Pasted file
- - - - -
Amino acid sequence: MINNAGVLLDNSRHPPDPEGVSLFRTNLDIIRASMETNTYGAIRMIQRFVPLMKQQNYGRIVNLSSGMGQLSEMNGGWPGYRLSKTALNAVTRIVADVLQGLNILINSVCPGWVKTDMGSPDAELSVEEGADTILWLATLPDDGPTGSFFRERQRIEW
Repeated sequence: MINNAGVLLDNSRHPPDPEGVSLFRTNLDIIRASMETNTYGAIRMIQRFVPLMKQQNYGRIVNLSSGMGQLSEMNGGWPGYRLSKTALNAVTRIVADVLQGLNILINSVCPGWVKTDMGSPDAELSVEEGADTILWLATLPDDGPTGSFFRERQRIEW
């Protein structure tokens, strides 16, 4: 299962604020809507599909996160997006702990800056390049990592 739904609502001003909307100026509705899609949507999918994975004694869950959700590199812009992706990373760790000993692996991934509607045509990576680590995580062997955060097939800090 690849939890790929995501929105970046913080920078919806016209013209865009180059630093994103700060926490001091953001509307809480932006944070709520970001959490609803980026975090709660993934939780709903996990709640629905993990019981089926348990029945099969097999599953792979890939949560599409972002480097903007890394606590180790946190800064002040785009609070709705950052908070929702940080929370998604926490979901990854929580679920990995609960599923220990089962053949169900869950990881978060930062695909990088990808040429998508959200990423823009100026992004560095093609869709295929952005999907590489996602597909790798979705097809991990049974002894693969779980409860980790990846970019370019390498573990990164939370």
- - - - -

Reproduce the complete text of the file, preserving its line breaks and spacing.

Amino acid sequence: MINNAGVLLDNSRHPPDPEGVSLFRTNLDIIRASMETNTYGAIRMIQRFVPLMKQQNYGRIVNLSSGMGQLSEMNGGWPGYRLSKTALNAVTRIVADVLQGLNILINSVCPGWVKTDMGSPDAELSVEEGADTILWLATLPDDGPTGSFFRERQRIEW
Repeated sequence: MINNAGVLLDNSRHPPDPEGVSLFRTNLDIIRASMETNTYGAIRMIQRFVPLMKQQNYGRIVNLSSGMGQLSEMNGGWPGYRLSKTALNAVTRIVADVLQGLNILINSVCPGWVKTDMGSPDAELSVEEGADTILWLATLPDDGPTGSFFRERQRIEW
């Protein structure tokens, strides 16, 4: 299962604020809507599909996160997006702990800056390049990592 739904609502001003909307100026509705899609949507999918994975004694869950959700590199812009992706990373760790000993692996991934509607045509990576680590995580062997955060097939800090 690849939890790929995501929105970046913080920078919806016209013209865009180059630093994103700060926490001091953001509307809480932006944070709520970001959490609803980026975090709660993934939780709903996990709640629905993990019981089926348990029945099969097999599953792979890939949560599409972002480097903007890394606590180790946190800064002040785009609070709705950052908070929702940080929370998604926490979901990854929580679920990995609960599923220990089962053949169900869950990881978060930062695909990088990808040429998508959200990423823009100026992004560095093609869709295929952005999907590489996602597909790798979705097809991990049974002894693969779980409860980790990846970019370019390498573990990164939370």